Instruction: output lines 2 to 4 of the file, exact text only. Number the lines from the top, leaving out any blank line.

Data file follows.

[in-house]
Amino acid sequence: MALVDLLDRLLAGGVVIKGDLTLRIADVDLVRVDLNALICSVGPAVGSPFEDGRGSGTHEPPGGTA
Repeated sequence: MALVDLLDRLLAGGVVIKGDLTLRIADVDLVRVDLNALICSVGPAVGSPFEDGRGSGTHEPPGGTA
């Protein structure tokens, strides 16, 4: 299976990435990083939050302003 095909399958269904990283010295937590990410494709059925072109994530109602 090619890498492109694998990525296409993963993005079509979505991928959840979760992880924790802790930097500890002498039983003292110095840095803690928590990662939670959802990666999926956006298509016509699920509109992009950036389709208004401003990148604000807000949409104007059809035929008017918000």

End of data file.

Amino acid sequence: MALVDLLDRLLAGGVVIKGDLTLRIADVDLVRVDLNALICSVGPAVGSPFEDGRGSGTHEPPGGTA
Repeated sequence: MALVDLLDRLLAGGVVIKGDLTLRIADVDLVRVDLNALICSVGPAVGSPFEDGRGSGTHEPPGGTA
């Protein structure tokens, strides 16, 4: 299976990435990083939050302003 095909399958269904990283010295937590990410494709059925072109994530109602 090619890498492109694998990525296409993963993005079509979505991928959840979760992880924790802790930097500890002498039983003292110095840095803690928590990662939670959802990666999926956006298509016509699920509109992009950036389709208004401003990148604000807000949409104007059809035929008017918000």